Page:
Thank you, Chair and committee members, for inviting the Canadian Chamber of Commerce to take part in your study on the establishment of a Canadian transportation and logistics strategy.
Unsurprisingly, goods and people movement affects nearly every chamber member amongst our network of 200,000-plus members, many of whom have already appeared before you on this study. We agreed with much of what was in your interim report, and we're pleased to see that it cited the chamber's 2017 report, “Stuck in Traffic for 10,000 Years”.
Thank you for including the Canadian chamber on your swing through the Atlantic portion of your study. My remarks will be a little more national in scope, but I'll start by stating my violent agreement with everything we heard from my colleague, Glenn Davis, at the Atlantic chamber. Maybe we'll just echo and reinforce one issue he mentioned off the top, which is the Highway 185 bottleneck.
He mentioned it's a Canadian chamber national policy resolution. Just for a little context on that, resolutions of the Canadian Chamber of Commerce, our policy positions are set through the proposal, debate and amendment of resolutions by chambers of commerce and boards of trade from across the country every year at our AGM. This means when an issue like Highway 185 is adopted at the national level, it's deemed by chambers from coast to coast to be a national priority of importance to the entire country. I think the Highway 185 bottleneck includes that. I won't get into some of the implications of that, as Glenn did, but just note that we think it's important the federal government work with the Province of Quebec and the Atlantic provinces, if necessary, to accelerate the timeline of the twinning of the highway. Long combination vehicles that do take this route need to decouple, take each trailer separately, and recouple after the 41-kilometre stretch, which, as Glenn said, increases costs, increases carbon emissions and creates safety issues.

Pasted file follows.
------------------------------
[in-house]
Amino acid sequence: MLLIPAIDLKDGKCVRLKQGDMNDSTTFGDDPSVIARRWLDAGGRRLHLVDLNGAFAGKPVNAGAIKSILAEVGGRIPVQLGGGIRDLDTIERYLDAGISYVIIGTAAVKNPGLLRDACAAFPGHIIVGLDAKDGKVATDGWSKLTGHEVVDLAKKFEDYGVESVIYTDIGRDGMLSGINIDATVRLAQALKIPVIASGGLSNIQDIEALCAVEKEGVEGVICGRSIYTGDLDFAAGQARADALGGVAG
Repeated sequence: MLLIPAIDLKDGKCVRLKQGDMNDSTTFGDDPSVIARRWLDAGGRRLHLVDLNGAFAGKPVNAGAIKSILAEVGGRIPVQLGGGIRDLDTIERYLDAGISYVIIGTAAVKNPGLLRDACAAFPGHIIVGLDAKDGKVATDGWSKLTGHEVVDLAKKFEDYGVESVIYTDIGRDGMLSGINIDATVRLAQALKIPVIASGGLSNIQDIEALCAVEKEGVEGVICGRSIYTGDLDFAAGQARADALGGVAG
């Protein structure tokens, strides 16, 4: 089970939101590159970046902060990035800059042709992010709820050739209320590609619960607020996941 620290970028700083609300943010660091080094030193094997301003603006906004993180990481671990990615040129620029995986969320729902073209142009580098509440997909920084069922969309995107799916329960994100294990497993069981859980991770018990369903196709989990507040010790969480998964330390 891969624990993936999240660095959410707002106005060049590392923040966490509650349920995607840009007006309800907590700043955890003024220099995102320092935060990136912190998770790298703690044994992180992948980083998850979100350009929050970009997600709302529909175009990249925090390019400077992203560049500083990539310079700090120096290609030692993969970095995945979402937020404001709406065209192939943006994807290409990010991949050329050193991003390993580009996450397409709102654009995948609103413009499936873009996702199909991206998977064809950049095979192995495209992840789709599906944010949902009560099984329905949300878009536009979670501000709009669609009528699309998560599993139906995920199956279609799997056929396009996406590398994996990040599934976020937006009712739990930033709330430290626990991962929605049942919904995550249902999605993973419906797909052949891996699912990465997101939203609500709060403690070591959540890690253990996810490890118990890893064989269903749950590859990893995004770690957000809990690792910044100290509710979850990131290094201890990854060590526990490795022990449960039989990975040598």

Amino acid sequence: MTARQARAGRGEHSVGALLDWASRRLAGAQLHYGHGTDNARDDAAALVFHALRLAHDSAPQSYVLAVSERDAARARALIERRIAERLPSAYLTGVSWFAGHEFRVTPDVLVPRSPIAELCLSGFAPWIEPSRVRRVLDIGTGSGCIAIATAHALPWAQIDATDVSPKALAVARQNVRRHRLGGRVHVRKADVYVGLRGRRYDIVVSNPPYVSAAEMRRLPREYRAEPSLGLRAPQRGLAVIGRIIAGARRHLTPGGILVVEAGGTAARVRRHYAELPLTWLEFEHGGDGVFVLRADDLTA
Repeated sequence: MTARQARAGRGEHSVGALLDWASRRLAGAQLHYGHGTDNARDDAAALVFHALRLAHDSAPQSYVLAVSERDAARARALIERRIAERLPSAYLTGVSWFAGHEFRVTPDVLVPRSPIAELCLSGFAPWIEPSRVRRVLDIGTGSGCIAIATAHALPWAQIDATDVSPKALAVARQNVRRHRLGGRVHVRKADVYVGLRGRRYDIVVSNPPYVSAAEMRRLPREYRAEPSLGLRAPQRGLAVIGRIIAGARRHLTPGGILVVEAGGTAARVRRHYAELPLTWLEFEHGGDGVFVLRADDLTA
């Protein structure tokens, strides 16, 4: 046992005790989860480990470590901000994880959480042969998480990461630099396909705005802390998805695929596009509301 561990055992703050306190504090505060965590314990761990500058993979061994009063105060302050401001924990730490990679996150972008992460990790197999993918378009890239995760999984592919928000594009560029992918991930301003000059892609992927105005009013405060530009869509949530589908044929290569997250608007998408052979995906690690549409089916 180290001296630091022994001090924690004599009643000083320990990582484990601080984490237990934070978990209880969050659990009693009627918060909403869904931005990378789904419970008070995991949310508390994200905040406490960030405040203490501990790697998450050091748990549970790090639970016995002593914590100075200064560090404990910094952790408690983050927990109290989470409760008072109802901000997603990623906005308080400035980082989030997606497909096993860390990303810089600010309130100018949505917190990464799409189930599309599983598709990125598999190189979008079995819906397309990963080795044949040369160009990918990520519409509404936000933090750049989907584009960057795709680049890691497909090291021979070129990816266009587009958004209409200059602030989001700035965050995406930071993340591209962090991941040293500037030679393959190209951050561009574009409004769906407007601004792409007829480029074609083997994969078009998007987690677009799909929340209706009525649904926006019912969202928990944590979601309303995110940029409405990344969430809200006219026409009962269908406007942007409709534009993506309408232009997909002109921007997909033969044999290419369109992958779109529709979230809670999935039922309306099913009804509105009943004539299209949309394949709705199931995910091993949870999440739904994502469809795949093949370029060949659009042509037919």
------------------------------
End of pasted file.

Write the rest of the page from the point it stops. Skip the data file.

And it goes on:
I would also like to quickly highlight the work of Krista Ross at the Fredericton Chamber of Commerce, who has been a tireless advocate for this issue within the chamber network itself.
Outside of this issue, the Canadian chamber has several other policy resolutions on goods movement that I think are relevant to your study. In the interest of time, I won't go into them in detail, but would be happy to answer any questions afterwards and send the resolutions along to the committee. They include issues such as the management of the lower Fraser River, the need for a pan-territorial transportation strategy, and the importance of supporting short-line rail in Canada.
I would also like to endorse the work of the Beyond Preclearance Coalition, which the chamber belongs to. Beyond Preclearance is a group of organizations in Canada and the U.S. developing a long-term vision to advance the efficiency and security of the Canada-U.S. border. A few weeks ago, we co-hosted a border transportation summit with the U.S. Chamber of Commerce, with the objective of scoping and designing border pilot projects that will help lead to more integrated border movements for all modes of transportation in the years, and hopefully decades, to come. We would recommend this committee use the vision that's laid out in the Beyond Preclearance white paper as the basis for cross-border transportation issues in your larger strategy.